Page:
Philadelphia, PA (June 24, 2021): Philadelphia City Council overwhelmingly approved legislation sponsored by Councilmember Kenyatta Johnson (2nd District) that would ensure frontline workers at Philadelphia International Airport (PHL Airport) not only receive family-sustaining wages, but also affordable healthcare and paid sick leave.
Bill # 210421A, known as The PHL Prevailing Wage bill, provides specific classification of PHL workers to receive up to $15.06 per hour, an additional $4.54 hourly wage supplement to obtain health insurance and up to 56 hours of paid sick leave annually among other benefits. Virtually all frontline workers at PHL Airport are currently uninsured, while virtually all frontline workers elsewhere throughout Philadelphia are covered by prevailing wage standards do have health coverage.
“I want to thank all of my Council colleagues for voting yes on this bill and Mayor Jim Kenney’s administration for their support,” said Johnson, whose Council district includes PHL Airport. “I have said from the introduction of this legislation that I stand in support of the unions at Philadelphia International Airport. The new PHL Prevailing Wage Bill will not only make sure that the workers make a living wage but will assure they have meaningful access to health benefits. The Airport is one of the biggest and most profitable airports in the country and the workers—many of whom make less than $30,000 a year in salary–shouldn’t have to worry that they could be bankrupted at any time by an illness or injury.”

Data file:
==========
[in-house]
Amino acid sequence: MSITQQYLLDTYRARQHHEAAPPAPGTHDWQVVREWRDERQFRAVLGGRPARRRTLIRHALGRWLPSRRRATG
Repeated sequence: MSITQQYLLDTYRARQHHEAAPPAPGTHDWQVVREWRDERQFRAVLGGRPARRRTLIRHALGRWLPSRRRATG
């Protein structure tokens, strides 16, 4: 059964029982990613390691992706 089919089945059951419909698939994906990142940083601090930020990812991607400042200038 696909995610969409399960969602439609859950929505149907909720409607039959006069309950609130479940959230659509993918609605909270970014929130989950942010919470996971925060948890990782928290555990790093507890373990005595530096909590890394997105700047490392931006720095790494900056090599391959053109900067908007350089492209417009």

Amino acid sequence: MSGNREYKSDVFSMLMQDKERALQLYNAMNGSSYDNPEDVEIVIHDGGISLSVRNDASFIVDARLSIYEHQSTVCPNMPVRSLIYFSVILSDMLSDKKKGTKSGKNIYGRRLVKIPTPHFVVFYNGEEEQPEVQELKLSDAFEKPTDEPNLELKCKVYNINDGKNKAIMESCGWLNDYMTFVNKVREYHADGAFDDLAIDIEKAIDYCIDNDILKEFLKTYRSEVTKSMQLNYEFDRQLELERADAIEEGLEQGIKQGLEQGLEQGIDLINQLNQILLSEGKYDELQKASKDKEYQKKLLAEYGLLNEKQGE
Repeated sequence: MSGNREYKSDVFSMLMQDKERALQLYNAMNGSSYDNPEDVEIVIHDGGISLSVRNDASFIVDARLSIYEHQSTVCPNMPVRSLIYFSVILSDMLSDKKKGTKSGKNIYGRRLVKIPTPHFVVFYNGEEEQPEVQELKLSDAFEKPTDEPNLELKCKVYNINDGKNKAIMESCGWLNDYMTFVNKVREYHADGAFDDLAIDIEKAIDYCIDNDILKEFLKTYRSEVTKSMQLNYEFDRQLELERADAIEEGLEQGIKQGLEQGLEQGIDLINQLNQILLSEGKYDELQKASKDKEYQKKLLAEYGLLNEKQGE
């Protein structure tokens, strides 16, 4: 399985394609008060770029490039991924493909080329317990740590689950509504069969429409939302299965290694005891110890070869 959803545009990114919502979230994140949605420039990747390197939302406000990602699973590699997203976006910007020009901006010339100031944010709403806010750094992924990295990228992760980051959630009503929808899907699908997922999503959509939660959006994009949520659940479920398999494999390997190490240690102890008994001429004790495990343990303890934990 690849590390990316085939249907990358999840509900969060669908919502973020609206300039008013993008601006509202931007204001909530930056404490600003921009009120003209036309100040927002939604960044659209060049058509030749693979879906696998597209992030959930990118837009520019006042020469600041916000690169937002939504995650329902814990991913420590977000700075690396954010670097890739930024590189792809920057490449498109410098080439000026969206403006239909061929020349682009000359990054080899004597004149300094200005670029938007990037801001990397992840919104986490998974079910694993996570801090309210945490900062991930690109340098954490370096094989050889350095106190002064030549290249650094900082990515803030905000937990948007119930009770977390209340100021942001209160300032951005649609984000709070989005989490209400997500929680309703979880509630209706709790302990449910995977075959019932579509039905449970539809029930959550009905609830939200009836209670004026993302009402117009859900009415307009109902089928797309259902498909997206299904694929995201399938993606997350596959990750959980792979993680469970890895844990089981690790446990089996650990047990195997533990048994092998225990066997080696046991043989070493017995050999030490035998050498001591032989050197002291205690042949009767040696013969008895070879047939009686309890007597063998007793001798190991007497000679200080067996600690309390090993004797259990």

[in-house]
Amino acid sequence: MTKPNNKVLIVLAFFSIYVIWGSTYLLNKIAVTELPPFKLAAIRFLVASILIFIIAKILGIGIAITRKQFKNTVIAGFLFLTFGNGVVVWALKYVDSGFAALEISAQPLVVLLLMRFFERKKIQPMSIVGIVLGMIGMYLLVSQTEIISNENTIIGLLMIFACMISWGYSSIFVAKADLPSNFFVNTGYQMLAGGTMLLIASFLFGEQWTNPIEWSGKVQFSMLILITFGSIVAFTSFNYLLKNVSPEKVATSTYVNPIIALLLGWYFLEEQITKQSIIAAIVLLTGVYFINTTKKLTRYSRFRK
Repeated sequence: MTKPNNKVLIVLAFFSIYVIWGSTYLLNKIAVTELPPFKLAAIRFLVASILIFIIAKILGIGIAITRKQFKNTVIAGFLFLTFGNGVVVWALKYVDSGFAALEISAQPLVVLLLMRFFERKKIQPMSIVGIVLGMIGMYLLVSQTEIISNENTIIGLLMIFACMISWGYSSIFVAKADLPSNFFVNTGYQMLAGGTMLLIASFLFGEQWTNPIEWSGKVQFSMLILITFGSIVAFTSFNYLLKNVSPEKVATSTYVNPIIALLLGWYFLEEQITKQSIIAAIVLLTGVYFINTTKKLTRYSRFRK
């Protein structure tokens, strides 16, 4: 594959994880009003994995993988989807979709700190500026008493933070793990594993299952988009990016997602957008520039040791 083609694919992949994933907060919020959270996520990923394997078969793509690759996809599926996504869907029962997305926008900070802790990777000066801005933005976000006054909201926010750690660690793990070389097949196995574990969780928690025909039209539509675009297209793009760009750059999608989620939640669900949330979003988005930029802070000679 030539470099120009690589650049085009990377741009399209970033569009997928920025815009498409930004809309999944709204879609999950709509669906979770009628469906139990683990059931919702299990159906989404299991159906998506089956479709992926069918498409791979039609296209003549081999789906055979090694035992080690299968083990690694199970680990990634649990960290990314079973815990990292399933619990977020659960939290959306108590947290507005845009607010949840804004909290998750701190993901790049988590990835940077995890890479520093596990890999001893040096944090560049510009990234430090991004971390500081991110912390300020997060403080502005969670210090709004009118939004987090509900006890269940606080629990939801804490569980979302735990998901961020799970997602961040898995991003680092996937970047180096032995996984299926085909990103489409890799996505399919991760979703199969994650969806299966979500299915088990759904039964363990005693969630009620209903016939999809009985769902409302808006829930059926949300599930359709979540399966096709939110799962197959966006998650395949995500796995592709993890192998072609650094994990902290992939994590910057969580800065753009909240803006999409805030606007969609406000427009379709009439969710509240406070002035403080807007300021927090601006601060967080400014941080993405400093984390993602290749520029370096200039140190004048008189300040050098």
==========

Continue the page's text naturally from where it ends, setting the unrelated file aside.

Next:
The bill covers baggage and freight handlers and inspectors, cabin cleaners, passenger service agents, skycaps, wheelchair attendants, retail, food and beverage service workers, food preparation workers and other airport service workers employed by an airline operating under a lease with the City of Philadelphia, or by a contractor for such an airline. The City of Philadelphia owns the PHL Airport, and airlines and other private businesses there operate under lease agreements with the City.
After hearing from small business owners at the Airport and concerns from the Pennsylvania Restaurant and Lodging Association, Councilmember Johnson amended the bill before final passage. The PHL Prevailing Wage Bill would become law once Kenney signs it, except for restaurant and retail workers it will delay the wage standard until January 2022 and health standard until July 2023. Even after the bill becomes law, it will only apply to new leases, not existing leases, further staggering implementation.
In recognition of the increased costs imposed by the bill, City Council also approved today Councilmember Johnson’s Bill #210505, also dubbed as the MarketPlace bill. MarketPlace PHL is the private partner with the City of Philadelphia in the redevelopment of the award-winning PHL Food and Shops program within the PHL Airport.
The MarketPlace bill authorizes continued financial relief to MarketPlace under its current lease at the PHL Airport, using federal relief funds provided directly to the Airport. Johnson is committed to working with PHL Airport leadership to do an in-depth study of the economic impacts of the new prevailing wage requirements on small businesses and to explore other possible relief measures for airport businesses.
The PHL Prevailing Wage legislation is supported by 32BJ SEIU and UNITE HERE, which represent thousands of union workers at PHL Airport. The PHL Prevailing Wage bill covers all SEIU 32BJ and UNITE HERE workers. Other supportive testimony was provided at today’s Council meeting by representatives of POWER Philadelphia and the Pennsylvania Restaurant and Lodging Association.
Councilmember Johnson’s PHL Prevailing Wage bill would do the following: